Nevertheless, most researchers and clinicians believe that treatment for MS should be based on a personalized approach determined by the patient’s specific clinical parameters, disease prognosis, and treatment risk. To achieve this, and central to the theme of ACTRIMS 2022, biomarkers that can predict disability, monitor ongoing disease activity, and assess treatment response are integral in making critical clinical decisions for MS treatment.

Enhanced neuroimaging is possible with AI

Although genetic markers and body fluids were among the biomarkers presented at the 2022 ACTRIMS forum, enhancing neuroimaging with artificial intelligence (AI) was of particular interest to me because of the meaningful difference it can make in the lives of patients with MS, augmenting current imaging standards and improving diagnostic accuracy.

In clinical practice, magnetic resonance imaging (MRI) plays a crucial role in diagnosing, monitoring, and predicting outcomes. Lesions identified on MRI are used as biomarkers for MS diagnosis and treatment planning. The NAIMS Symposium on Imaging Chronic Active White Matter Lesions reviewed the current understanding of chronic active lesions (CAL) in MS. The workshop further explored the role of CAL in monitoring disease progression. Of particular interest was using paramagnetic rim lesions to gauge MS clinical severity.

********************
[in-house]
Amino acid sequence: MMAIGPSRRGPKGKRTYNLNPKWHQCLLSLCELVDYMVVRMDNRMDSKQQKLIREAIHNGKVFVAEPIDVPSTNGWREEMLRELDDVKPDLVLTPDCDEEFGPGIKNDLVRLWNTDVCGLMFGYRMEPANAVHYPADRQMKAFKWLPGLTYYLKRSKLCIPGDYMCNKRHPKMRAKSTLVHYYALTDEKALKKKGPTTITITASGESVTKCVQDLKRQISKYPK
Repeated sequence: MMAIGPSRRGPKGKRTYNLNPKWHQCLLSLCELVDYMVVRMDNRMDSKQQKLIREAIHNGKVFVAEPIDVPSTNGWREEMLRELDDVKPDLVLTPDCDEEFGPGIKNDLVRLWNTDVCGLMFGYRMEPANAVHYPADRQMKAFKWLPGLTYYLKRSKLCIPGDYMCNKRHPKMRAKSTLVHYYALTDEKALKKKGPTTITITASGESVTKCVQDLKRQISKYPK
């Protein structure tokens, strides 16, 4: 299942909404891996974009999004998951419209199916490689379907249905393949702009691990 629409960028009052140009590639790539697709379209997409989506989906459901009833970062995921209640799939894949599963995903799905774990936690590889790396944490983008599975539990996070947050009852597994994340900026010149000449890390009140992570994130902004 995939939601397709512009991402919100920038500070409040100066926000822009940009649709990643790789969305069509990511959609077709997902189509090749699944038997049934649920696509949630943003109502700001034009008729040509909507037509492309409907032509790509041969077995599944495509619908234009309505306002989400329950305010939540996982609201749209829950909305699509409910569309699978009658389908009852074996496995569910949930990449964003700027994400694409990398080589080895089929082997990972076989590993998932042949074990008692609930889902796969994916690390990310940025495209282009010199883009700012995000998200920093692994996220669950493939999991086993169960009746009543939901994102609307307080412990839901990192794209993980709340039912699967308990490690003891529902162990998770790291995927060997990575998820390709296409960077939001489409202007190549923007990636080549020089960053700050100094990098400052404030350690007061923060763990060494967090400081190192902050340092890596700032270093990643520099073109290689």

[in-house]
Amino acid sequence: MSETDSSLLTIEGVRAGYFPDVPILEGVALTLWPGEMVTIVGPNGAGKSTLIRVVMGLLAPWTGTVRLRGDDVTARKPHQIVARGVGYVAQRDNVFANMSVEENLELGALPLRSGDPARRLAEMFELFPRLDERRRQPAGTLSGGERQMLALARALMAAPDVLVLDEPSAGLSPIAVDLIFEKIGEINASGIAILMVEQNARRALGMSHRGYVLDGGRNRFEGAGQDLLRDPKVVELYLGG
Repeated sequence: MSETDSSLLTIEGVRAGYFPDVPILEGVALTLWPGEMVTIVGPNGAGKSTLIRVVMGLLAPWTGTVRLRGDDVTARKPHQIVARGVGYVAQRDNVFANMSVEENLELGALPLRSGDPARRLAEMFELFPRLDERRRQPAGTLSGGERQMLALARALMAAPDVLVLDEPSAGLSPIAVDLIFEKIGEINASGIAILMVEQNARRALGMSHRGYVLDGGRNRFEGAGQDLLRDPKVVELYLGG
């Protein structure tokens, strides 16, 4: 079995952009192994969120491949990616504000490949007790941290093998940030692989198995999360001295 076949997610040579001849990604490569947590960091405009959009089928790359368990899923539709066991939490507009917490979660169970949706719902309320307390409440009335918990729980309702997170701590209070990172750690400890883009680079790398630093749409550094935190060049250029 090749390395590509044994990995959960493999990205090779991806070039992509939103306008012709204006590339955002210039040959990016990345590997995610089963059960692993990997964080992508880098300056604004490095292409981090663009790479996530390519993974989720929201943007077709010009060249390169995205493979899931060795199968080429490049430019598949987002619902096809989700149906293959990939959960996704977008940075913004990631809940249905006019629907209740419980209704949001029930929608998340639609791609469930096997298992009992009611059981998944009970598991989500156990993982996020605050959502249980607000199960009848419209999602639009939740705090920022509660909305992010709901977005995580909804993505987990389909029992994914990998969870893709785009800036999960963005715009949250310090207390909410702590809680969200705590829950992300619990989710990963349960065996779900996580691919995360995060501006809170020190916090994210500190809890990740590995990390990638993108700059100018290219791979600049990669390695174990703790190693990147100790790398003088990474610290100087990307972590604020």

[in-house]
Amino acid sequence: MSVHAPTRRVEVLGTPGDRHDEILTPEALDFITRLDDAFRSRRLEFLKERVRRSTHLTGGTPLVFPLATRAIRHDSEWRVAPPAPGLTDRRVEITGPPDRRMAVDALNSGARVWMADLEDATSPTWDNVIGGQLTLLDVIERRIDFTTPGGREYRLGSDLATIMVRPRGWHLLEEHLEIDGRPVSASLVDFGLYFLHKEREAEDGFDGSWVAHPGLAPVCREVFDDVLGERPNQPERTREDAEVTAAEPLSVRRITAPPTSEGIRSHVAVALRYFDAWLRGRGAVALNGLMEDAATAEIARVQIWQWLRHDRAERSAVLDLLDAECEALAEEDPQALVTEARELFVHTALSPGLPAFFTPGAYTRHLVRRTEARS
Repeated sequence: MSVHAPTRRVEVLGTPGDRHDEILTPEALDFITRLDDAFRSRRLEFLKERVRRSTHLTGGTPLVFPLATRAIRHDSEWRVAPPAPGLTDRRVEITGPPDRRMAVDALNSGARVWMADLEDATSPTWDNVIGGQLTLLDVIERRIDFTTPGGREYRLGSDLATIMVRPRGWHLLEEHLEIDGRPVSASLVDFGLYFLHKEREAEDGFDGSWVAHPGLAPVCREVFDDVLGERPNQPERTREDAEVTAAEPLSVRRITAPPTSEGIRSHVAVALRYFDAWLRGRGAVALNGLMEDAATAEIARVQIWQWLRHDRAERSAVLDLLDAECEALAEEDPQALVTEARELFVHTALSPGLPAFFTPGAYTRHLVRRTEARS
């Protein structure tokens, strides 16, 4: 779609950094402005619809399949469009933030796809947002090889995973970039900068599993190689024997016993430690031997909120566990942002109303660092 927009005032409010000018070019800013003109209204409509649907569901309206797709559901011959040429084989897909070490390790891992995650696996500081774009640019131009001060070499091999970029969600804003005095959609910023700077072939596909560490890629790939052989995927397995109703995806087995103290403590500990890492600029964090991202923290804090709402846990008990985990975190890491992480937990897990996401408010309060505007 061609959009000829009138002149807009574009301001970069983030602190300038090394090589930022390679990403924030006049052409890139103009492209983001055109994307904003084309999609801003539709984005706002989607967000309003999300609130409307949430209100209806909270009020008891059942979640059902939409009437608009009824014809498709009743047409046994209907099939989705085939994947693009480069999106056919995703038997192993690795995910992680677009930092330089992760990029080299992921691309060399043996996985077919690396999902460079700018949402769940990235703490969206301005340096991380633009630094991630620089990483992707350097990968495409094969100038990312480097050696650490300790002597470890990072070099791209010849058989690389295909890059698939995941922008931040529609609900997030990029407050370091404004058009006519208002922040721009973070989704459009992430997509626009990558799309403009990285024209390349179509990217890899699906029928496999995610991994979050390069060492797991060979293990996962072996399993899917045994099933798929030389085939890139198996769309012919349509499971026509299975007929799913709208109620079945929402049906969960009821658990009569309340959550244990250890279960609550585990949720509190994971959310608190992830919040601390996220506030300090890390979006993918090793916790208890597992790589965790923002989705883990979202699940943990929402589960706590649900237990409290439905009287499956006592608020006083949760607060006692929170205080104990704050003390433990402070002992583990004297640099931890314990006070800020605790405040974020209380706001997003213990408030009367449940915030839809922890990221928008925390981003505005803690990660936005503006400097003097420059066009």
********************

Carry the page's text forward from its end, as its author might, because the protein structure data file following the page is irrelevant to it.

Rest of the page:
Besides paramagnetic rim lesions, other T2-hyperintense lesions are more commonly used in clinical practice to diagnose MS. Detecting these lesions is an arduous, time-consuming task and depends on the physician’s experience level. Fortunately, in line with presentations at ACTRIMS, advances in AI have demonstrated the ability of automated computer-aided solutions to facilitate early diagnosis and monitoring of disease progression in MS. Computer-aided, AI-enabled applications play a crucial role in diagnosing MS by identifying radiographic characteristics such as paramagnetic rims and other white matter hyperintensities that may otherwise go unnoticed by a physician.

MRI images and other acquired patient data can be automatically analyzed to provide objective and quantitative information on lesion count, size, and change over time. While it has long been possible to quantify and standardize these characteristics in larger patient groups, it is also currently possible to do this with individual patients in clinical practice.

One such solution that makes this possible is the cloud-based, AI-powered, neuroimaging solution developed by Combinostics. Our automated image analysis tool, cMRI™, improves MS diagnostic workup standards by removing subjectivity and providing quantitative information to drive better clinical care and outcomes for MS patients.

ACTRIMS 2022 provided an opportunity for me to learn about cutting-edge research in MS, network with researchers, and discuss advances in research. The advances in research are plenty, and the future of MS looks promising.

Next, I’m looking forward to attending the AAN 2022 Annual Meeting. Will you be there? Schedule some time to chat about what you’re finding of interest in neurology.